Ohio Education Gadfly
Volume 5, Number 20
November 28, 2011
Two Steps Forward, One Step Back: Fordham Sponsorship 2010-11 Year in Review
By Kathryn Mullen Upton ,
WILD AND WACKY POLITICAL BATTLES
Since their inception in 1997, charter schools have been at the center of some of the most politically contentious debates about education in Ohio. The past year offered yet another example of charter school controversy, but this time with a twist. The 2010 elections were very good for Buckeye State Republicans, with John Kasich winning the governor’s race (replacing Ted Strickland who had been a charter adversary throughout his four-year term). Republicans also took control of the House while expanding their majority in the Senate.
Almost immediately GOP lawmakers set out to make the Buckeye State more inviting to charter schools. Governor Kasich’s budget proposals in House Bill (HB) 153 offered a solid plan for not only increasing the number of charters in Ohio but improving their quality. Crucial elements included encouraging successful operators to clone good schools; leaning hard on authorizers to fix or close failing schools and banning the replication of failure; placing schools’ ostensibly independent governing boards in clear charge of any outside organizations that they engaged to run their education programs; creating professional and ethical norms for all parties; insisting on transparency around academics, governance, and finances; channeling fair funding into successful schools; and introducing best practices and expert advice into every step of the process. This was a vision that excited us and many others in Ohio and beyond because it sought to boost quality, not just quantity.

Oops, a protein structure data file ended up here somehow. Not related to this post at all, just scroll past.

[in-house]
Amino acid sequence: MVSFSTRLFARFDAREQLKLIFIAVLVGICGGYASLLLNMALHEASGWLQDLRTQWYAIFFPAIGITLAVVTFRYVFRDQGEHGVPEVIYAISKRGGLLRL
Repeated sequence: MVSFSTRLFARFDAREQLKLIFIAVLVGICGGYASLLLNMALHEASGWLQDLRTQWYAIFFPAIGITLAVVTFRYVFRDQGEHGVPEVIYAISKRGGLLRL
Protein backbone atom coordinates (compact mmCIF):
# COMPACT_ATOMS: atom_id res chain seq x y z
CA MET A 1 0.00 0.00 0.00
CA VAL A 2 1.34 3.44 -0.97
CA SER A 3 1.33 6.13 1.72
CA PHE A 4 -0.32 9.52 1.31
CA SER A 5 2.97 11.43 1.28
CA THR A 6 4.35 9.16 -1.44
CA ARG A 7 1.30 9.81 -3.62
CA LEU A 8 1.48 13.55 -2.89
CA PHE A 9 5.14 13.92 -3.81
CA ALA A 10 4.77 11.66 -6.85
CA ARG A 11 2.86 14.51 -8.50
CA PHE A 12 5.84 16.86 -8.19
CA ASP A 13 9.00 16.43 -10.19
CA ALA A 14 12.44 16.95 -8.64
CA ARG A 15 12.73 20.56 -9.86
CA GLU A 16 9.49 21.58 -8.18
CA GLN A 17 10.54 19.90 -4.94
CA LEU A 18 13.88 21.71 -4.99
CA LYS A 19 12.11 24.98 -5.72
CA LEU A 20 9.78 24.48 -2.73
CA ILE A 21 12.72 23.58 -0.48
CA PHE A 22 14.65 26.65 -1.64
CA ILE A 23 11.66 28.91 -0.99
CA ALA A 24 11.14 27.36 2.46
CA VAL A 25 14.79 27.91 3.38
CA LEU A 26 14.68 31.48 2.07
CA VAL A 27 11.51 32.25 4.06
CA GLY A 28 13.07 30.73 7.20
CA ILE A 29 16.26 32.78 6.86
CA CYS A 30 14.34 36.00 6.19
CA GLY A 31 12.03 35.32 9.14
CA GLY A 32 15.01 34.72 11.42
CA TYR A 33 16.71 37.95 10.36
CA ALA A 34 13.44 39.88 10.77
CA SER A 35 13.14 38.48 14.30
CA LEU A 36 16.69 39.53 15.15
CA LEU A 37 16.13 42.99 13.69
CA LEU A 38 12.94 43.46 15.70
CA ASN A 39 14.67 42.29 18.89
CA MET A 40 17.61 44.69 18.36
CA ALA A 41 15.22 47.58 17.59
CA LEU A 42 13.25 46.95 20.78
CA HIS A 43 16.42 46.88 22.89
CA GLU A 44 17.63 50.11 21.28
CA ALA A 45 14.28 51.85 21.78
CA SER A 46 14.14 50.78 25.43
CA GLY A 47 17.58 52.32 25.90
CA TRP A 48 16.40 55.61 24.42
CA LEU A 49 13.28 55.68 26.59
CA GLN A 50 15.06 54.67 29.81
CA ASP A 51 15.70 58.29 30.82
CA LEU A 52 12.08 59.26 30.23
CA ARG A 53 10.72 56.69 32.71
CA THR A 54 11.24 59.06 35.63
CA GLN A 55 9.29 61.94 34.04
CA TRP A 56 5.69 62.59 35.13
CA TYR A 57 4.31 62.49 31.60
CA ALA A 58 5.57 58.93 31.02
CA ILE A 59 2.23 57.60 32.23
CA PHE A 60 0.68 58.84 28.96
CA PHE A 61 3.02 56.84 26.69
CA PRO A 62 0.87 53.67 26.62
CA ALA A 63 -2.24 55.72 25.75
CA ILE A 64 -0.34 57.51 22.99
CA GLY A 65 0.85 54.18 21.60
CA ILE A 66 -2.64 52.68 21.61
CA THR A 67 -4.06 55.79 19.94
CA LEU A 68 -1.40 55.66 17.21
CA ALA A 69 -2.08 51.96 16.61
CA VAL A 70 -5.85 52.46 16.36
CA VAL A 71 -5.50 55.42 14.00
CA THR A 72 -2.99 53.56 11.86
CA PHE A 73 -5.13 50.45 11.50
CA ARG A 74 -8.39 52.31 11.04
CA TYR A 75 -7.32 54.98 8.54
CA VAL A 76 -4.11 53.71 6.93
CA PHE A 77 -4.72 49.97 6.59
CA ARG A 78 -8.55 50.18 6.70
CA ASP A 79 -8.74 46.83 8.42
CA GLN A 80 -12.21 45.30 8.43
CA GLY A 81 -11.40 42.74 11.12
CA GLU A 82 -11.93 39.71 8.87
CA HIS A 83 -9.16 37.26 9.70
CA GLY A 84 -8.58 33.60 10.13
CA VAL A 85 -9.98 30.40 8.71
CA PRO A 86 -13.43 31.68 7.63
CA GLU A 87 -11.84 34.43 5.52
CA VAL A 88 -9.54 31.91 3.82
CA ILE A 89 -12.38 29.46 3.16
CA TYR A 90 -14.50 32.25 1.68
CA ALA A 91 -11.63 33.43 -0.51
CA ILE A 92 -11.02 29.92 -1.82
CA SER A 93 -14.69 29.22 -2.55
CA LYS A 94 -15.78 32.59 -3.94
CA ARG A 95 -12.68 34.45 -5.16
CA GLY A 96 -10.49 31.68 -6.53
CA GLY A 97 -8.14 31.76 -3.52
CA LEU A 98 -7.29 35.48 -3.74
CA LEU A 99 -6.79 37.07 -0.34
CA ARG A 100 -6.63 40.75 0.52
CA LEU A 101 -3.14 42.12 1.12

It seemed at the time that finally the Buckeye State was positioning itself to become a leader in both charter school quality and